Chapter

Darwin the Writer

George Levine

in Darwin the Writer

Published in print May 2011 | ISBN: 9780199608430
Published online January 2012 | e-ISBN: 9780191731709 | DOI: http://dx.doi.org/10.1093/acprof:oso/9780199608430.003.0001
Darwin the Writer

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The Origin of Species can be taken as a work of literature, like the great poetry and fiction of the Victorian era. The way it is written significantly affects its meaning and significantly contributed to its success; it is expressive as well as descriptively precise; it is highly metaphorical, and personally felt. While the theory of evolution by natural selection implies a severe world always in struggle, Darwin presents that world, as do the writers of the great Victorian realist novels, implying the enormous significance of the most minor phenomenon. Darwin's key rhetorical strategy is to encounter a phenomenon that is apparently inexplicable, express awe that implies it is mysterious and wonderful, and then successfully explain it, leaving it however still wonderful.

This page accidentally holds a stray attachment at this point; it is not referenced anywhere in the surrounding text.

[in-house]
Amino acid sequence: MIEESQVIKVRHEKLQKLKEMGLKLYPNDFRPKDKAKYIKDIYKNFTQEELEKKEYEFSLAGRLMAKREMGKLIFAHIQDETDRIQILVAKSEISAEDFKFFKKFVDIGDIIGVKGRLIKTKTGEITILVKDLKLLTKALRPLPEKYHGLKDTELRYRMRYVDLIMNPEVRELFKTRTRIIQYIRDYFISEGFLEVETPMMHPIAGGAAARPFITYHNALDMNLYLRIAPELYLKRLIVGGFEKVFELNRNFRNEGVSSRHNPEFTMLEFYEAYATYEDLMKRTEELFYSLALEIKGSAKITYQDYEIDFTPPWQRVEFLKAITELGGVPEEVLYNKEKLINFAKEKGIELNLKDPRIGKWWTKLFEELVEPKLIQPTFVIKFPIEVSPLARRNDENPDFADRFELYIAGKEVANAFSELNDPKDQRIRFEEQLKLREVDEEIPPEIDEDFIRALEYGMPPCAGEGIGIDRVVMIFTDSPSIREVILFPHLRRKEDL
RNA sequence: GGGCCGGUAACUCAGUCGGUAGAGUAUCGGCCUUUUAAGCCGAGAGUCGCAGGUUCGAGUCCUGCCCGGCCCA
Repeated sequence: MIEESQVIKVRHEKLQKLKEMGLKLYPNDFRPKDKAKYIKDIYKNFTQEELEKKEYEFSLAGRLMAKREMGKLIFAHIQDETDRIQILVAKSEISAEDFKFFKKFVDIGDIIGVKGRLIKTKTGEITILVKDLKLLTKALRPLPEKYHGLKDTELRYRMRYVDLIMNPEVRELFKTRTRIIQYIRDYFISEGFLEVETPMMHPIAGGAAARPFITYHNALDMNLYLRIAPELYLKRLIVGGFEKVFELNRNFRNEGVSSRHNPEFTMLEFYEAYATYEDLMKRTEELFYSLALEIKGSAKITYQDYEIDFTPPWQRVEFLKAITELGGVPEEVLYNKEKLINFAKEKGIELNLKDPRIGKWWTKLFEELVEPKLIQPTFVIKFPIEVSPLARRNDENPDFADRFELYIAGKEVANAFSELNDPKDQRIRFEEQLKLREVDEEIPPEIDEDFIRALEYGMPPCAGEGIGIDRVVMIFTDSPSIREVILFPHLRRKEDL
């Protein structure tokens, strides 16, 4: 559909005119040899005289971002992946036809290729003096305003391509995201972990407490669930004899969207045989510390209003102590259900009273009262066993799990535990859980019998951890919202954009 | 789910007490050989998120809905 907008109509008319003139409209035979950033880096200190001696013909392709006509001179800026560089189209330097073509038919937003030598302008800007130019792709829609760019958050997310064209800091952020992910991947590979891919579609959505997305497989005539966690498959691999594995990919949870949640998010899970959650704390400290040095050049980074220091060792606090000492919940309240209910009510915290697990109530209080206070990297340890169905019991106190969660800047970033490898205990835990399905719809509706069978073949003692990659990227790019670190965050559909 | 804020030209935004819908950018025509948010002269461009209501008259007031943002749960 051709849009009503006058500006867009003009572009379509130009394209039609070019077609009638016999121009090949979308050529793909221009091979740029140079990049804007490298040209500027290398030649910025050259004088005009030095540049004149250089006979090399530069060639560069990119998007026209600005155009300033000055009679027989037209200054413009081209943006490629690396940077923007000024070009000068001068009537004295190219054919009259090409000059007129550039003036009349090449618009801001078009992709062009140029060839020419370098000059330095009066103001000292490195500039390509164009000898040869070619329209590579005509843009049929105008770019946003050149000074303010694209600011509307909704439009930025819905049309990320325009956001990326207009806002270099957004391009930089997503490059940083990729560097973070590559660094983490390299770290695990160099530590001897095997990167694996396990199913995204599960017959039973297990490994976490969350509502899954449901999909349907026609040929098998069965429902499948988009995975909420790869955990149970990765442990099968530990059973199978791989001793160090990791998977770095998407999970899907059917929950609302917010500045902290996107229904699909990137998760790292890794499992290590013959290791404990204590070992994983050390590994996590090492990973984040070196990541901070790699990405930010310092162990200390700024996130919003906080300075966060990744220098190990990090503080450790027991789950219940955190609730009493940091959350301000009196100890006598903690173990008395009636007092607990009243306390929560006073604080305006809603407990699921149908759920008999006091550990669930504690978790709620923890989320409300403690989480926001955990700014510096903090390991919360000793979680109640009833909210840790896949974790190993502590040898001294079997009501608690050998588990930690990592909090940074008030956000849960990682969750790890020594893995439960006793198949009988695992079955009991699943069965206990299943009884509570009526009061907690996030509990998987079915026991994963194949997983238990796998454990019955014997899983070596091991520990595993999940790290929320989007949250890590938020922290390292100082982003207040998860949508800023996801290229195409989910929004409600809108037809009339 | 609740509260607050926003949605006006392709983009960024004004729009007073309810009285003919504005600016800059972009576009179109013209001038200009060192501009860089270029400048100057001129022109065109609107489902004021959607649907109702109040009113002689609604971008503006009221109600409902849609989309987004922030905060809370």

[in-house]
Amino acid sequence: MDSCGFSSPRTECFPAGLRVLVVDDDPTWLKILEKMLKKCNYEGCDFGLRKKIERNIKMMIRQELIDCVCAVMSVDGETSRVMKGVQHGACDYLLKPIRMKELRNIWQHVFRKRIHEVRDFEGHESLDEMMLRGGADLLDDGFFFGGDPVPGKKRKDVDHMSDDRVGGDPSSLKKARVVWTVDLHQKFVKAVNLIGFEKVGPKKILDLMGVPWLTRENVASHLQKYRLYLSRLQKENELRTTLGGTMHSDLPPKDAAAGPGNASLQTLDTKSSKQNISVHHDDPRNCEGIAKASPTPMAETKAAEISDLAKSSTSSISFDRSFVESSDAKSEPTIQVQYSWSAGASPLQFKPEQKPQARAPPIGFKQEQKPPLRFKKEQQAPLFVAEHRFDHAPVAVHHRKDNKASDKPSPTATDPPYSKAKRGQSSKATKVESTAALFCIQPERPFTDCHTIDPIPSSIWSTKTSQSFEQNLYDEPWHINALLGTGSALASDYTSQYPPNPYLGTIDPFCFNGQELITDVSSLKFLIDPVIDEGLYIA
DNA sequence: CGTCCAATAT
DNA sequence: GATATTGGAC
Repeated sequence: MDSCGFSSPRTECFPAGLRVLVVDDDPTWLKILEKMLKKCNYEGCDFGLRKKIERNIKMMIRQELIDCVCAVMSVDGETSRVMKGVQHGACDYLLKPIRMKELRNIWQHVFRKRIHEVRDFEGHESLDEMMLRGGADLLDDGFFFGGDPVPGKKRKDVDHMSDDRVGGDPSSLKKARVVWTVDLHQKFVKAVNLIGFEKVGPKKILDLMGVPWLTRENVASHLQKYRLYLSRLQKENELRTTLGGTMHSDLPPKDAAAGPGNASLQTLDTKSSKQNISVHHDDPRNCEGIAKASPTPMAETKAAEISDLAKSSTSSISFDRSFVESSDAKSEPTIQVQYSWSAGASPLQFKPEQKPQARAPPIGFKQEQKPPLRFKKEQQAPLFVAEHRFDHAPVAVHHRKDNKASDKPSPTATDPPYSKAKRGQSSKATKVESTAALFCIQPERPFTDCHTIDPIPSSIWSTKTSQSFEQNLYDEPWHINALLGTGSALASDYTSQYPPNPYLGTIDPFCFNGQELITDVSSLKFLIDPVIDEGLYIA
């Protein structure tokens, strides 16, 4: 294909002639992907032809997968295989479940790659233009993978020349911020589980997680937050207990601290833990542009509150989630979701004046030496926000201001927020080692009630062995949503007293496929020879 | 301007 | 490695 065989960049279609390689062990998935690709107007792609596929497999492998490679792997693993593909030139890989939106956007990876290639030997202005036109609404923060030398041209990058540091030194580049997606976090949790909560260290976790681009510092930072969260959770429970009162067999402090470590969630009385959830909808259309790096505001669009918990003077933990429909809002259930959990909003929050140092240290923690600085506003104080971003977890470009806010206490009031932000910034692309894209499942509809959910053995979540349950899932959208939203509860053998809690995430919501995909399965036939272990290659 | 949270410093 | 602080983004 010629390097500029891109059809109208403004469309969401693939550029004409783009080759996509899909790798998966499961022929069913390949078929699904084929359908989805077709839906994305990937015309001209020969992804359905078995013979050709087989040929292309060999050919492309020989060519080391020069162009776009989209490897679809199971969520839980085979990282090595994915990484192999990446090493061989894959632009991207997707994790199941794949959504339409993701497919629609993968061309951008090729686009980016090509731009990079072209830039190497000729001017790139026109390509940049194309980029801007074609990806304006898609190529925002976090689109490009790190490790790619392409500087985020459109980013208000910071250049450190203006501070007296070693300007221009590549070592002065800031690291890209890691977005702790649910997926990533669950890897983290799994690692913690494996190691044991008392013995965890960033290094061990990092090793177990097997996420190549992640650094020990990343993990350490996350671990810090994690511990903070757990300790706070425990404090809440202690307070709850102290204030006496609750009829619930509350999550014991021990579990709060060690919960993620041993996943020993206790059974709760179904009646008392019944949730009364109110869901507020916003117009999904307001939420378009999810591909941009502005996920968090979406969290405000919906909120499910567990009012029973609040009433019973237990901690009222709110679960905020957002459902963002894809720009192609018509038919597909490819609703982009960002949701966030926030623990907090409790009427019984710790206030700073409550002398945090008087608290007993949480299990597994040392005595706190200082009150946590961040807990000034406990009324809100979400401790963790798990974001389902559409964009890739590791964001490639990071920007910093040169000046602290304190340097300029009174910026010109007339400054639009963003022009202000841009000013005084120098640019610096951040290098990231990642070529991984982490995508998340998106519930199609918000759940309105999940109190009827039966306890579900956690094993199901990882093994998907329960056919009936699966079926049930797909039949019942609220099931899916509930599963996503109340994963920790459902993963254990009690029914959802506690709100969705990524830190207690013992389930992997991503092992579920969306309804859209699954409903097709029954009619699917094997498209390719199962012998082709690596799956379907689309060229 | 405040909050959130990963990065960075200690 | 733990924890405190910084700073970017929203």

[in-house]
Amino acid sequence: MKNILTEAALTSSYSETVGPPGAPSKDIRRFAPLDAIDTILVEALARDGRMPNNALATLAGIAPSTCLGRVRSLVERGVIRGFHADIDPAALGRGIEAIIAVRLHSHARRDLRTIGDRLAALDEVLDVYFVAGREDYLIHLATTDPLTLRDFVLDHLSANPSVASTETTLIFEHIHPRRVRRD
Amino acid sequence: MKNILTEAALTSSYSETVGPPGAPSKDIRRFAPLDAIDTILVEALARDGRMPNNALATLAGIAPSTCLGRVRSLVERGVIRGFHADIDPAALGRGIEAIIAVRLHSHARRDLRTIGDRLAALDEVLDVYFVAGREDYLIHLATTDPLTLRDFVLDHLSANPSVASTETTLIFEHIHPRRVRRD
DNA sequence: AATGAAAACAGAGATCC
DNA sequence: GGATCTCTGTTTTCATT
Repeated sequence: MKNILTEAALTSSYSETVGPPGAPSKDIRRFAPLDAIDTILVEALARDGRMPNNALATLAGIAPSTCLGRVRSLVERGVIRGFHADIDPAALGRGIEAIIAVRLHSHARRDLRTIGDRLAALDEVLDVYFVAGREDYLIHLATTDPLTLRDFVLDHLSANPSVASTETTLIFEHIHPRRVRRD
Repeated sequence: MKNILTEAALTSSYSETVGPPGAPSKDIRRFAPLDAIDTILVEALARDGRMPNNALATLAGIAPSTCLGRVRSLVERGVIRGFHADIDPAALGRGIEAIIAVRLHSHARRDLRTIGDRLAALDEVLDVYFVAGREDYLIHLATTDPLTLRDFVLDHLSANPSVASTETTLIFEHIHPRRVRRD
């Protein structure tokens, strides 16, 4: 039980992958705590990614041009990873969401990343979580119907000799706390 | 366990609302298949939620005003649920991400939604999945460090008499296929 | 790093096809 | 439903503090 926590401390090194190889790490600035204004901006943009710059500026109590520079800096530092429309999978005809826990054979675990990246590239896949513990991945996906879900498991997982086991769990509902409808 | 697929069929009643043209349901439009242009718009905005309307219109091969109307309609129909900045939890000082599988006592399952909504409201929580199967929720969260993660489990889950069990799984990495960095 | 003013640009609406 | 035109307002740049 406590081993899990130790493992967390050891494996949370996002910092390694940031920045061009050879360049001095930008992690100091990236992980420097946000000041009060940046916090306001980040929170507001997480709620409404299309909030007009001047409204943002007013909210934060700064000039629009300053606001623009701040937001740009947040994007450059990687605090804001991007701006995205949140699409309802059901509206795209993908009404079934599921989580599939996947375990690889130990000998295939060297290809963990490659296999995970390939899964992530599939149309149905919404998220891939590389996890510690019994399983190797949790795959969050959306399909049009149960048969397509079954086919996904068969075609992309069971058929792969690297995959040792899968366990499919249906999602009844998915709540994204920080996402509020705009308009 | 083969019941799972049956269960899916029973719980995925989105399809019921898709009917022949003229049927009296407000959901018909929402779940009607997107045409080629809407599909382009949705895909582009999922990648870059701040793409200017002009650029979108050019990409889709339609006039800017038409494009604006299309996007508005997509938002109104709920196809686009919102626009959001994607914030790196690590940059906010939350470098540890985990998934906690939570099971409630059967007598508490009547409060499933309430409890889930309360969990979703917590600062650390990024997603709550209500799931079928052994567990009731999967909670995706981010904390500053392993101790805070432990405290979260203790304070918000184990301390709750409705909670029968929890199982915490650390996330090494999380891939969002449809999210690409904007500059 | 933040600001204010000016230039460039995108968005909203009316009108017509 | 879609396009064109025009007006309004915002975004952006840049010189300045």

Keywords: metaphor; fiction; theory of evolution; rhetoric; meaning

Chapter.  13301 words. 

Subjects: Literary Studies (19th Century)

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